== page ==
The IMBA Europe Summit of 2023, which occurred in Valposchiavo, Switzerland from June 1st to June 3rd, featured approximately 120 participants from 21 different countries. On the first day, the focus was on reevaluating our connection with nature and the pervasive use of the term “sustainability” in all aspects of our actions. This involved examining how various activities such as trail usage, tourist destinations, and rural development can be approached to ensure that they do not harm the environment or detract from the visitor experience. The second day aimed to challenge existing notions of mountain biking and its target audience. Distinguished speakers shared insights on emerging off-road cycling trends, user expectations, and the evolving identity of the “mountain biker.”

Here are the top takeaways from the Summit 23’.

  1. Rethinking mountain biking advocacy as activism
    Vanessa Rueber from Patagonia gave a powerful presentation on how mountain biking can learn how to be better activists using inspiration from other outdoor sports. “You’ve (mountain bikers) got to be more active. You need to find the stories where individuals, communities are causing a positive impact and share those stories. When you learn to love sport and the outdoors, you naturally become an advocate for those spaces”. Equity in responsible access for all kinds of user groups, including MTB, seems to be an important precondition. People are not likely to protect what they can’t perceive.
  2. Industry can help to change the narrative on MTB
    The industry can create a more inclusive, diverse, and positive environment for all riders and attract a broader audience to the sport through several actions like: showcase positive community impact; support beginner friendly initiatives but also showcase the intermediate, everyday rider, which is most of the MTB audience but currently somewhat missing in the media landscape; provide educational resources and campaigns to raise awareness about the benefits of MTB, dispel misconceptions and address concerns related to safety and environmental impact, particularly in the case of e-MTB;  Showcase efforts to protect and preserve natural spaces, promote responsible riding practices, and support trail maintenance and conservation initiatives.
  3. Embracing the many subcultures of MTB
    By embracing inclusivity and diversity in mountain biking, the sport can become more enriching, vibrant, and representative of the broader community. Through acknowledging and embracing the many subcultures or idioculture within the sport it allows for a wider range of perspectives, experiences, and talents to be shared, creating a stronger and more inclusive mountain biking culture for everyone to enjoy. If we want to portray a more inclusive and diverse sport to newcomers, the MTB community needs to promote and share ALL stories and experiences from the many subcultures that exist.
  4. eMTB on the rise
    Mountain biking has and continues to experience significant growth and increased popularity in recent years. Keynote speaker April Marschke, Lead of the turbo category at Specialized bikes shared the most current market overview which showed that E-MTB sales have surpassed classic (pedal) MTB bike sales in recent years. E-MTB’s bring the largest number of new riders to the sport while 24% of e-MTB riders cycle less than 2 years.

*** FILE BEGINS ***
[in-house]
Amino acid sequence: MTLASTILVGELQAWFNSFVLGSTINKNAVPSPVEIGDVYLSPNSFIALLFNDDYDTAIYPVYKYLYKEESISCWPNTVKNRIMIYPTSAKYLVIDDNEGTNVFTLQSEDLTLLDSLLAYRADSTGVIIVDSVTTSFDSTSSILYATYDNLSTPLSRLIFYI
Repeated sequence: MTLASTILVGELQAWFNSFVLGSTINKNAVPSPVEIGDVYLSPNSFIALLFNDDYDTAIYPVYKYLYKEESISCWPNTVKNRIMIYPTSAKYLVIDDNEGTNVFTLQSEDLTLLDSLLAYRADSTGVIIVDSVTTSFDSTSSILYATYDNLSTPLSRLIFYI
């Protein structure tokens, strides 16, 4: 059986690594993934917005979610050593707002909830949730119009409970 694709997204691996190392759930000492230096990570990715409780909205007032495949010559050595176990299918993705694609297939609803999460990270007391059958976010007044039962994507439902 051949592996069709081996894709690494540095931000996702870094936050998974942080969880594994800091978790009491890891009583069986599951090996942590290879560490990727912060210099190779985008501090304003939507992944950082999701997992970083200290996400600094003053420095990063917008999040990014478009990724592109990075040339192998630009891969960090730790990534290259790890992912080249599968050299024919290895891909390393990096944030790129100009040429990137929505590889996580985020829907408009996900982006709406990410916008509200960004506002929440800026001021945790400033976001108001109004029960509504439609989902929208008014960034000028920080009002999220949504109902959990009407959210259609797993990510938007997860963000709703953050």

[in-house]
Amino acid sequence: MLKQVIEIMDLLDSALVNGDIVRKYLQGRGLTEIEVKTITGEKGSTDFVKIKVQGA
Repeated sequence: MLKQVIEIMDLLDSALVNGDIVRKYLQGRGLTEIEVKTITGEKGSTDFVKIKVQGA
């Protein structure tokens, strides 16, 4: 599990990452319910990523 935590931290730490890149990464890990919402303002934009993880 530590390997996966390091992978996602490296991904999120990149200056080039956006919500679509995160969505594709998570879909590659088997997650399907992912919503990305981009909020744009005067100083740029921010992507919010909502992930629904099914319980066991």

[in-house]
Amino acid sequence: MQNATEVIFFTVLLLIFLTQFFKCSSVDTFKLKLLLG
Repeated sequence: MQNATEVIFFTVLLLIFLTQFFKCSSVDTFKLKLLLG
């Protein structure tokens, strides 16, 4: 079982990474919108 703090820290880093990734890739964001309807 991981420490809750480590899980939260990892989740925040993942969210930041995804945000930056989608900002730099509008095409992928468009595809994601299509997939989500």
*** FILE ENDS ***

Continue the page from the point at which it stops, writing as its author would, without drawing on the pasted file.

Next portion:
5. MTB Tourism
    Cycling tourism and with that, mountain bike tourism is on the rise and can benefit local communities and rural development as explained by the UNWTO. Tourism’s potential for mountain ecosystems and communities can be linked to supporting local livelihoods, biodiversity conservation and fostering cultural preservation. As most good practices showed, MTB tourism isn’t just about getting more visitors, it’s about creating better places to live, community health and local business growth.
  6. Trail sustainability reflections 
    Trail sustainability discussions revolved around various academic and holistic approaches and ranged from very practical insights from Warburton MTB destination about mitigating impacts on trees, waterways and noise, towards the designation of trail corridors to be able to meet rider expectations but with proper planning principles to preserve sensitive flora and fauna. Edinburgh Napier University held a strong pledge for a more holistic approach of sustainability, or better said, regenerative sustainability. Adopt a systems approach which considers the overall health of the wider trail system, local economy, and opportunities for equity. 
  7. Community & Advocacy
    Although a turning point in mountain bike advocacy is slowly emerging – we’ve gone from rogue to mainstream over 30 years as mentioned during IMBA’s advocacy workshop – it’s time to prove critics that we have earned this position of acceptance in society by positive actions and responsible behaviour. Communities that still face many challenges are the ones in metropolitan areas where natural spaces are scarce and contested between various user groups combined with ambitious nature conservation and restoration objectives. A data driven approach is needed to understand the real issues instead of perceived ones. How many people use recreational trails versus how much infrastructure is accessible for this group. Communication and stakeholder involvement is key, as much as to communicate with empathy. The role of local trail associations is to offer solutions, but they can’t be held responsible for negative actions caused by a small number of individuals.